Query SharePoint Foundation with ADO.NET Data Services
Last modified: June 17, 2010
Applies to: SharePoint Foundation 2010
In this article
Pros and Cons of Using the ADO.NET Data ServicesFramework to Query from a Client
Supported Types of Client Applications
Install ADO.NET Data Services on Your Development Server
Programming ADO.NET Data Services with a SharePoint Data Source
This topic provides a concise overview of how to query list data in Microsoft SharePoint Foundation by using ADO.NET Data Services Framework, a Representational State Transfer (REST) Web service. This topic presupposes a basic familiarity with this framework. For information about how to program with it, see Overview: ADO.NET Data Services and Using Microsoft ADO.NET Data Services.
You can also add, modify, and delete data by using the framework.
The principal advantage of using ADO.NET Data Services Framework to query SharePoint Foundation data from a client application is that query list data is strongly typed. In the SharePoint Foundation client object model, any two ListItem objects are the same type, even if they represent items from dramatically different kinds of lists. But ADO.NET Data Services uses an object-relational mapping that creates a type for each list in a target data context (Web site). For example, an item from an Announcements list is of a type called AnnouncementsItem and an item from a Tasks list is of a type called TasksItem.
The principal disadvantage of using ADO.NET Data Services Framework to query SharePoint Foundation data from a client application is that you can retrieve only list data and write to lists. Other kinds of SharePoint data are not accessible with ADO.NET Data Services.
If ADO.NET Data Services is not already installed on your development server, download the version appropriate for the OS:
For Windows Server 2008 R2 or Windows 7: ADO.NET Data Services Update for .NET Framework 3.5 SP1 for Windows 7 and Windows Server 2008 R2
There is a version of this service that is named "WCF Data Services" and that targets Microsoft .NET Framework 4. SharePoint targets Microsoft .NET Framework 3.5, so the "WCF" version should not be used.
Programming with ADO.NET Data Services is essentially the same regardless of the data source. In your Microsoft Visual Studio 2010 project, you add a RESTful service by specifying its URL. For SharePoint Foundation, the URL is always http://server/site_path/_vti_bin/listdata.svc, where site_path is the path to the Web site whose list data the client will be accessing. You are prompted to specify a name of the service reference.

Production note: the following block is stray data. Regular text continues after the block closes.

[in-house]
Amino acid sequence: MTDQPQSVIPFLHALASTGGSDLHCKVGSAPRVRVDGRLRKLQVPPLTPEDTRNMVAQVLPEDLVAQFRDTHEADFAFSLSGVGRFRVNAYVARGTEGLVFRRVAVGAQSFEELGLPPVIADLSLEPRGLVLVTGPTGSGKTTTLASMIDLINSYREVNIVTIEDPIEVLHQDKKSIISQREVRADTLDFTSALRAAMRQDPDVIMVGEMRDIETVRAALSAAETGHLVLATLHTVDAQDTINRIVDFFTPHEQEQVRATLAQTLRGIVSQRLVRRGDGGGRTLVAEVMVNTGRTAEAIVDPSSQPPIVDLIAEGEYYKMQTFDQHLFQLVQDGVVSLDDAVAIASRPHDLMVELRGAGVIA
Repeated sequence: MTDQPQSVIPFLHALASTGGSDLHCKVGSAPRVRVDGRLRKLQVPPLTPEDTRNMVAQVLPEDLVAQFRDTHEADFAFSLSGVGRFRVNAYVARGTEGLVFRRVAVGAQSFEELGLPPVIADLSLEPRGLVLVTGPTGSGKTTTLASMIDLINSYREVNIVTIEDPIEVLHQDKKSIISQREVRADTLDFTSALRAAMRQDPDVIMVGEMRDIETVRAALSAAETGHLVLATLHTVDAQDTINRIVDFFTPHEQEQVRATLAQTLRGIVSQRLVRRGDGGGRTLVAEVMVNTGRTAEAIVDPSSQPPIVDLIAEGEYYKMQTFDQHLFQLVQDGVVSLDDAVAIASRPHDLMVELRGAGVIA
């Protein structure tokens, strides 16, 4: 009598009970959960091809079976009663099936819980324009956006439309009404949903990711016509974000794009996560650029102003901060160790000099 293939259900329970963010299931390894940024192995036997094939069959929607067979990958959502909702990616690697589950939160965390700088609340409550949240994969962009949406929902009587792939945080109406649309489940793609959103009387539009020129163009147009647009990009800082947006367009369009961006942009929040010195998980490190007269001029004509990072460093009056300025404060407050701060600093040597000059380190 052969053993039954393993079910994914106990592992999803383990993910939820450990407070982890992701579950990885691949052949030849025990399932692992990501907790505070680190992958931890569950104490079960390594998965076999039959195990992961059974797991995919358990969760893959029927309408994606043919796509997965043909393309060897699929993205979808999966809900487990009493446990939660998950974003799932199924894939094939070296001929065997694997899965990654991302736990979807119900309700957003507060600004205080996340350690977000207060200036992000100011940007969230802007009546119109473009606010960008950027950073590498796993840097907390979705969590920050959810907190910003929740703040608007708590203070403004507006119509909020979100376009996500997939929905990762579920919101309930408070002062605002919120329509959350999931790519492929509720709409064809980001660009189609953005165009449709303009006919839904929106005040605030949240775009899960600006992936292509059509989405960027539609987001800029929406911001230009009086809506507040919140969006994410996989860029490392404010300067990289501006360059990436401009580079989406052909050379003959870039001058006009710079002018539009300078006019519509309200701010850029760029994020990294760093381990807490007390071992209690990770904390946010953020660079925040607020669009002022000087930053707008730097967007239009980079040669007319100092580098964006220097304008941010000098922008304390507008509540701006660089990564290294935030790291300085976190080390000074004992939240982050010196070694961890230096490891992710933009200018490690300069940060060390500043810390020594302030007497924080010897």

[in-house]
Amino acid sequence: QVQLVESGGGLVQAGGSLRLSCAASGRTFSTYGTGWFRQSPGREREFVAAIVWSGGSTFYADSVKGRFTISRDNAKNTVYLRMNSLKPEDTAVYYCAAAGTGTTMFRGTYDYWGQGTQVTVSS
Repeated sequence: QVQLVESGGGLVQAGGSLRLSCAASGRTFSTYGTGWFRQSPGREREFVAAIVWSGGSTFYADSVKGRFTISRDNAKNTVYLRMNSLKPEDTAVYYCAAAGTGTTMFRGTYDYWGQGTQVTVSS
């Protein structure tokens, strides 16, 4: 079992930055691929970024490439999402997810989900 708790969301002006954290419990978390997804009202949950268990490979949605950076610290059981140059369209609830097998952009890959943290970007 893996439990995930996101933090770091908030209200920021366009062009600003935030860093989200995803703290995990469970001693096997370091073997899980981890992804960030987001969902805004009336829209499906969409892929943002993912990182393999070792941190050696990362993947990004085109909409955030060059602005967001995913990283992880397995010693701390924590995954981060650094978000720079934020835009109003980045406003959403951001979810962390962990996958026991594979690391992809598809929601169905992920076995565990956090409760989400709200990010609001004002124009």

When you add the reference, ADO.NET Data Services creates an object-relational mapping to the lists in the Web site and stores it in a file called reference.cs. A class named site nameDataContext, where site name is the name of the Web site, is created that derives from the DataServiceContext class. It has properties for each list in the Web site. Each such property is of type DataServiceQuery<TElement> where the type parameter is the type of item that populates the list. These item types are themselves declared in reference.cs. Each is named list nameItem, where list name is the name of a list. An example is: AnnouncementsItem. Each such item type has a property for every field (column) in the list.
Everything in the reference.cs file is inside its own namespace. The namespace is constructed by concatenating the namespace of your project, such as the namespace specified in a program.cs file (or form.cs file for a Windows Forms application) and the name you gave the service reference. For example, if Contoso.SharePoint.Client is your project namespace and MySiteService is the name you gave the service reference, the namespace for the object-relational mapping is Contoso.SharePoint.Client.MySiteService.
You create your program logic in the same way that you would with any other ADO.NET Data Services data source. Begin by adding a using statement for the short name of the service reference namespace just inside the namespace brackets of the code file that will contain your logic such, as program.cs or form.cs. The following is an example.
The next major step is to get a reference to a data context object, which serves as the gateway to the objects in the object-relational mapping. In the following example, MyServer is the name of a development server and MySite is the name of a Web site, so MySiteDataContext is a class defined in the object-relational mapping."
MySiteDataContext msdc = new MySiteDataContext(new Uri("http://MyServer/MySite/_vti_bin/listdata.svc"));
You can then query any list in the Web site with LINQ syntax queries, such as in this example.
var excitingAnnouncements = from announcement in msdc.Announcements where announcement.Title.EndsWith("!") select announcement;
If your code makes multiple queries to the same list, consider reading the whole list into a local List<T> object first and using that object as the source for further queries. The following is an example.
List<AnnouncmentsItem> allAnnouncements = msdc.Announcements.ToList(); var excitingAnnouncements = from announcement in allAnnouncements where announcement.Title.EndsWith("!") select announcement;
You can save changes to data made in the client application to the SharePoint Foundation list with the SaveChanges() method. The following is an example.